DONEGAL has the lowest rates of breastfeeding in Ireland and the world, according to the latest data from the HSE. Donegal is currently the only county in Ireland where less that 35% of mothers are breastfeeding their babies.
Meanwhile, Ireland comes in last when mothers from Europe, Africa, Asia and America are ranked in terms of breastfeeding. In light of last week’s National Breastfeeding Week, the Donegal News spoke to Deirdre Fitzpatrick, leader of the Letterkenny Ciudiu Breastfeeding Support Group.
Deirdre, who also runs antenaetal classes, walking groups for mothers and a successful Youtube channel, said while the numbers of mothers in Donegal breastfeeding are low, she has saw an increase over the last few years.
“Donegal has the lowest rates in the country for the amount of mothers that breastfeed, and Ireland have the lowest rates in the world, so you can say Donegal has the lowest amount of mothers that breastfeed. Despite this, I can definitely see an increase and it is on the rise. There is so much more support out there and so many groups and online support. Women can get support everywhere from meet-up groups to support from their phone, and it’s definitely getting more and more popular.” she added.
An advocate for breastfeeding, Deirdre outlined some of the benefits of it, and not just health related. “While there are lots of health benefits out there with regards to breast feeding, there are so many more particle benefits. Donegal currently has the lowest rate of income in Ireland, which would make you think more women would be breastfeeding. It costs nothing, it’s completely free.
“The cost of bottle feeding is quite significant when you add up bottles, the tins of milk, the electricity to boil the kettle, the petrol you use when you have to scoot out and buy a new tin, it all adds up. Adding to the practicality, when your breastfeeding you don’t have to spend time preparing bottles, which can be a nuisance in the middle of the night. The baby doesn’t have to wait around and get more and more frustrated, you don’t have to even fully wake the baby up which adds to a better night sleep for everyone. Co-sleeping gets a lot of bad press but it is the biological norm.
“It also gives you special time to bond with the baby and become acclimatised to each other. Get someone else to clear up the kitchen or play host to visitors and sit down on the couch and spend that quality time with your baby.” she continued.
Donegal currently hosts 15 support groups in locations over the county for mothers who are breastfeeding. Deirdre said having National Breastfeeding Week (October 1st -7th) is a great way to draw attention to it, and show mothers there is support out there if they are considering it.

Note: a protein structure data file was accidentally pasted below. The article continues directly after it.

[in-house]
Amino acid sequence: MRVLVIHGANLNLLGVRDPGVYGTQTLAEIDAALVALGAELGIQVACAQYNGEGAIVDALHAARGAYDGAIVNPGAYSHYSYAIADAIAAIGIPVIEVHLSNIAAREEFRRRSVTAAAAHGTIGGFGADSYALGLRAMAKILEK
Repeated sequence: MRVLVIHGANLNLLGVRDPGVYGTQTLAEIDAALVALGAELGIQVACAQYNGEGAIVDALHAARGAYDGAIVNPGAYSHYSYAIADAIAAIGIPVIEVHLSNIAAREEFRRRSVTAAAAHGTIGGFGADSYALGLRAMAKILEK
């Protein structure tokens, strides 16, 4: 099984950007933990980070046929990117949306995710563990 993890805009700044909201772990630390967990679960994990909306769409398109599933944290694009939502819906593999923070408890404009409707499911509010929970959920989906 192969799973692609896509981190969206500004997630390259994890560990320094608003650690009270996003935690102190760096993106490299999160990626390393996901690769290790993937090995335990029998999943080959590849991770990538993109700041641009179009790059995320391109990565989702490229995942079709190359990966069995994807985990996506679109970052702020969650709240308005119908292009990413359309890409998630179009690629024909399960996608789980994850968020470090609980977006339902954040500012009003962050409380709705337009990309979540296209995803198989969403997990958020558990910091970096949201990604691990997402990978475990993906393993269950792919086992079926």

“It’s nice to have the national week designated for it, to draw awareness to it and let mothers know that there is support out there. That’s why I set up my groups. Some women might feel embarrassed or afraid to breast feed in public, but I think we are in our own heads too much and we fear the thought of it more than actually doing it.
“I remember the first time I breastfed in public and I was so scared. It was in a busy shopping centre and the baby needed fed, no one wants to listen to a crying baby. I was worried everyone would look, but nothing happened. Everyone got on about their own way and no one even noticed. Two separate mothers walked past and nodded to me, as if to say ‘good for you!’ for going ahead and doing it. I think we worry about it more than we should.” she said.
In Ireland, 58% of mothers are breastfeeding their babies on discharge from maternity hospital according to recent figures from the HSE. They said in the first few days and weeks at home, mothers may experience challenges which often prompt them to stop breastfeeding sooner than they planned. Deirdre agreed with this, and said sometimes mothers may feel obliged to pick bottle feeding over breast.
“I spoke to a mother recently at one of my groups who said she felt she gave up breast feeding too early and she ended up going back to it after two weeks of bottle feeds. I think a lot of mothers feel like that. When they have just given birth in hospital and are feeling overwhelmed and end up just going with bottle feeds because they want the baby to feed as soon as possible.
“And then once they have started the baby on bottle feeds they feel like they can’t ever go back to trying breast feeding, but they most certainly can. It is absolutely possibly to go back and try breastfeeding in the early days.” concluded Deirdre.
For more information on breastfeeding visit www.douladee.ie.
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